PERSONAL: Female. Education: Radcliffe College, B.A., Ph.D. (art history); Brandeis University, Ph.D. (sociology).
ADDRESSES: Office—Rider University, 2083 Lawrence Road, Lawrenceville, NJ 08648. E-mail—[email protected]
The Column of Antonius Pius, Harvard University Press (Cambridge, MA), 1973.
Marxism and the Oppression of Women: Toward a Unitary Theory, Rutgers University Press (New Brunswick, NJ), 1983.
Mothers on the Job: Maternity Policy in the U.S. Workplace, Rutgers University Press (New Brunswick, NJ), 1993.
Woman Questions: Essays for a Materialist Feminism, Routledge & Kegan Paul (New York, NY), 1995.
Author of numerous articles on women and work, feminist theory, and social policy.
SIDELIGHTS: Lise Vogel, the daughter of well-educated parents of German-Jewish descent, grew up in New York City during the 1950s. With her mother belonging to the Communist Party while living in the United States, Vogel lived with "feelings of contradiction, marginality, and dread," she recalled in the introduction to Women Questions: Essays for a Materialist Feminism.
Vogel, while earning a doctorate in art history at Radcliffe College, was active in the civil rights movement and protested against the Vietnam War; she was twice jailed. These activities influenced her career significantly. She published Marxism and the Oppression of Women: Toward a Unitary Theory, inspired by her interest in the women's liberation movement. After teaching at Brown University, she earned a second doctorate. At Rider University, she taught courses in family, feminist social theory, and social deviance.
Vogel also published several studies on women's issues: Mothers on the Job: Maternity Policy in the U.S. Workplace and Woman Questions: Essays for a Materialist Feminism. In the former, Vogel presents the concepts of equality and difference that contributed to maternity policy during the mid-1980s to mid-1990s, focusing on relevant court cases. Due to the work's "dry, legalistic style" and lack of social history to provide background, a Publishers Weekly reviewer said it was better suited for specialists. Nation's Eileen Boris wrote that Vogel's discussion is "generally well balanced," yet she does not seriously question the "unequal results that have come from some equal-rights measures, particularly in family law." Still, Boris praised the work.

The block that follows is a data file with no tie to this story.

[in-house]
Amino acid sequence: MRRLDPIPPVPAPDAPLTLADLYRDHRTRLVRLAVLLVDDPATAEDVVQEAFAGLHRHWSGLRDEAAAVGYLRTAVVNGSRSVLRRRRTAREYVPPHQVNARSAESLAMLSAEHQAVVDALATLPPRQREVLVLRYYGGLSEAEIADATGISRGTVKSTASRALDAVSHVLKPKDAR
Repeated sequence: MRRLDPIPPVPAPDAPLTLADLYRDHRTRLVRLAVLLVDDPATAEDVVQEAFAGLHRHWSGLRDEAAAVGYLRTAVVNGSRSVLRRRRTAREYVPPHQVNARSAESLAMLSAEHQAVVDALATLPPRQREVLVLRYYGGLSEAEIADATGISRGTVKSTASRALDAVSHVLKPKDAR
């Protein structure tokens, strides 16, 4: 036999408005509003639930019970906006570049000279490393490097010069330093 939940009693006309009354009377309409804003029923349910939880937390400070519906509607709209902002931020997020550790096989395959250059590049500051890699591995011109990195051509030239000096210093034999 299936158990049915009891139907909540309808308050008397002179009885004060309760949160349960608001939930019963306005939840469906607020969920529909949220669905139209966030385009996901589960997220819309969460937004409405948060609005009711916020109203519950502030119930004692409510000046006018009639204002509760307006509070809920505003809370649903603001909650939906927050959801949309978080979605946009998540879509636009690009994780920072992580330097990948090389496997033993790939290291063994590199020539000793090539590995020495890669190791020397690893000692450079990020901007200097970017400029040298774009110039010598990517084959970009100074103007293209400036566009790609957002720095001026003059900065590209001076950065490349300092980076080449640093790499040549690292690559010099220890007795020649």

Woman Questions contains previously published essays about socialist feminism. Vogel addresses the role of socialist feminism in the modern women's movement. Mary Margaret Fonow, in a joint review in Gender and Society of Woman Questions and Zillah Eisenstein's Hatreds: Racialized and Sexualized Conflicts in the Twenty-first Century, deemed both books significant because "both writers have the intellectual honesty and courage to take on important challenges to feminist theory and practice in a transnational global economy." Vogel stresses that gender, class, and race interrelate for women. "These books help feminist scholars and activists to understand the complexities and seriousness of the task at hand," Fonow wrote.
BIOGRAPHICAL AND CRITICAL SOURCES:
World of Sociology, Volume 2, Gale (Detroit, MI), 2001.
Capital and Class, fall, 1996, Filio Diamanti, review of Women Questions: Essays for a Material Feminism, pp. 145-146.
Choice, September, 1993, S. K. Gallagher, review of Mothers on the Job: Maternity Policy in the U.S. Workplace, p. 228.
Contemporary Sociology, September, 1995, Linda M. Blum, review of Mothers on the Job, pp. 615-616.
Gender and Society, February, 1996, Roberta Spalter-Roth, review of Mothers on the Job, pp. 100-102; June, 1997, Mary Margaret Fonow, review of Women Questions, pp. 373-376.
Nation, October 18, 1993, Eileen Boris, review of Mothers on the Job, pp. 433-437.
Publishers Weekly, March 1, 1993, review of Mothers on the Job, p. 51.
Science and Society, winter, 1995, Sally J. Kenney, review of Mothers on the Job, pp. 570-572.
Signs, winter, 1988, Mary Margaret Fonow, review of Marxism and the Oppression of Women: Toward a Unitary Theory, pp. 347-351.
Women and Politics, September, 1997, Lynn Chapman, review of Mothers on the Job, pp. 99-104.
Women's Review of Books, October, 1993, Peggy Kahn, review of Mothers on the Job, pp. 25-27.*